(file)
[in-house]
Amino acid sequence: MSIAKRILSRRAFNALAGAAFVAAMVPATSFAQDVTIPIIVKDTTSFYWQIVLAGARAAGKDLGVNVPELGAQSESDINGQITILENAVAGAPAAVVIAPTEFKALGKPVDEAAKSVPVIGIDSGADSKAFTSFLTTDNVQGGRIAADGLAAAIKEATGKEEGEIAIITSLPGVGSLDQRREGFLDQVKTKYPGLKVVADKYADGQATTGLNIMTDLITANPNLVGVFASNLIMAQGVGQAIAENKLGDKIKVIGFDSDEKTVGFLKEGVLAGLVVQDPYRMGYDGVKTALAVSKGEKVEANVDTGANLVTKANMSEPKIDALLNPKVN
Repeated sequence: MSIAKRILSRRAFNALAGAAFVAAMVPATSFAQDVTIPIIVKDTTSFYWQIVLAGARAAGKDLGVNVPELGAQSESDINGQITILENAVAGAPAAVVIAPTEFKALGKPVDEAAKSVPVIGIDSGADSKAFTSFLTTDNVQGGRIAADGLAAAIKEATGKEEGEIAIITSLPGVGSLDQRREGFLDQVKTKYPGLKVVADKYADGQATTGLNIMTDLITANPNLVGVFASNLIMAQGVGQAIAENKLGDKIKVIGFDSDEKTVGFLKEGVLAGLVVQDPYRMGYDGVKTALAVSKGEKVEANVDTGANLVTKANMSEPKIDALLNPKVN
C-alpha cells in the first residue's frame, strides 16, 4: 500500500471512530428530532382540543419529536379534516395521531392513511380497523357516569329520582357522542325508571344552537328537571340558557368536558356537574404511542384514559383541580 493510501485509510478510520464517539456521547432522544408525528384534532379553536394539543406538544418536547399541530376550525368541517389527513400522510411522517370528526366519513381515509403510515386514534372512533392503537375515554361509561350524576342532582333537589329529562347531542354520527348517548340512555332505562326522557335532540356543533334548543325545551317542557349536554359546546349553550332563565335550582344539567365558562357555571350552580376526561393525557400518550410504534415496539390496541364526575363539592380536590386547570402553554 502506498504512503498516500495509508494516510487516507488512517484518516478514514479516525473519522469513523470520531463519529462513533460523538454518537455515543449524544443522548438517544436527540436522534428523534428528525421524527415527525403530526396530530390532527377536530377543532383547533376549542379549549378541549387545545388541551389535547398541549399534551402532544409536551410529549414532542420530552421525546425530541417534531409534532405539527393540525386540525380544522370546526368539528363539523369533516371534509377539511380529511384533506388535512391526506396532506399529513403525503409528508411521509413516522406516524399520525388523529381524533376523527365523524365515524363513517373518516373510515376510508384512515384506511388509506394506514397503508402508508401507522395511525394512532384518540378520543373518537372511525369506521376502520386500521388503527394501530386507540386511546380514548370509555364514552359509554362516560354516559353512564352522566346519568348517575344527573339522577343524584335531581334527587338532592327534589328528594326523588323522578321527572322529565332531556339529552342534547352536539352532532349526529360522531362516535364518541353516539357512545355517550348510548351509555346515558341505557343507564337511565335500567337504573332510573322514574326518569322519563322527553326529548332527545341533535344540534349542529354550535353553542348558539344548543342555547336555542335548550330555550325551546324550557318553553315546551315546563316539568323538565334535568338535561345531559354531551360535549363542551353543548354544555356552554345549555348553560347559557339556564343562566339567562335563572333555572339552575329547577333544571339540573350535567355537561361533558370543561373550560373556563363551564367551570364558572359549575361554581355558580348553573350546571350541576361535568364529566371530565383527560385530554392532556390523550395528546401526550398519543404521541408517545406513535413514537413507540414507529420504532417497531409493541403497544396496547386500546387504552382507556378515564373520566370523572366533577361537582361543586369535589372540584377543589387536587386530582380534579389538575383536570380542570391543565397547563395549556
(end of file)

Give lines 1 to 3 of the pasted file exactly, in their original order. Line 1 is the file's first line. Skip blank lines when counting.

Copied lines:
[in-house]
Amino acid sequence: MSIAKRILSRRAFNALAGAAFVAAMVPATSFAQDVTIPIIVKDTTSFYWQIVLAGARAAGKDLGVNVPELGAQSESDINGQITILENAVAGAPAAVVIAPTEFKALGKPVDEAAKSVPVIGIDSGADSKAFTSFLTTDNVQGGRIAADGLAAAIKEATGKEEGEIAIITSLPGVGSLDQRREGFLDQVKTKYPGLKVVADKYADGQATTGLNIMTDLITANPNLVGVFASNLIMAQGVGQAIAENKLGDKIKVIGFDSDEKTVGFLKEGVLAGLVVQDPYRMGYDGVKTALAVSKGEKVEANVDTGANLVTKANMSEPKIDALLNPKVN
Repeated sequence: MSIAKRILSRRAFNALAGAAFVAAMVPATSFAQDVTIPIIVKDTTSFYWQIVLAGARAAGKDLGVNVPELGAQSESDINGQITILENAVAGAPAAVVIAPTEFKALGKPVDEAAKSVPVIGIDSGADSKAFTSFLTTDNVQGGRIAADGLAAAIKEATGKEEGEIAIITSLPGVGSLDQRREGFLDQVKTKYPGLKVVADKYADGQATTGLNIMTDLITANPNLVGVFASNLIMAQGVGQAIAENKLGDKIKVIGFDSDEKTVGFLKEGVLAGLVVQDPYRMGYDGVKTALAVSKGEKVEANVDTGANLVTKANMSEPKIDALLNPKVN